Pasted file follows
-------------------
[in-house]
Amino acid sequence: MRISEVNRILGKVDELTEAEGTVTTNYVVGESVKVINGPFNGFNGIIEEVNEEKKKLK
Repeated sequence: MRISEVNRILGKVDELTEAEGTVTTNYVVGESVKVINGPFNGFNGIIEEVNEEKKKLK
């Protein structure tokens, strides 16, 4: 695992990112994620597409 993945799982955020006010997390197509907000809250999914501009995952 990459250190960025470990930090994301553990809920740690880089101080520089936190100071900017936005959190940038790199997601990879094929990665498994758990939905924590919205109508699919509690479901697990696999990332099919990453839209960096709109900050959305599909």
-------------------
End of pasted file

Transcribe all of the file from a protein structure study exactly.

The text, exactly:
[in-house]
Amino acid sequence: MRISEVNRILGKVDELTEAEGTVTTNYVVGESVKVINGPFNGFNGIIEEVNEEKKKLK
Repeated sequence: MRISEVNRILGKVDELTEAEGTVTTNYVVGESVKVINGPFNGFNGIIEEVNEEKKKLK
């Protein structure tokens, strides 16, 4: 695992990112994620597409 993945799982955020006010997390197509907000809250999914501009995952 990459250190960025470990930090994301553990809920740690880089101080520089936190100071900017936005959190940038790199997601990879094929990665498994758990939905924590919205109508699919509690479901697990696999990332099919990453839209960096709109900050959305599909």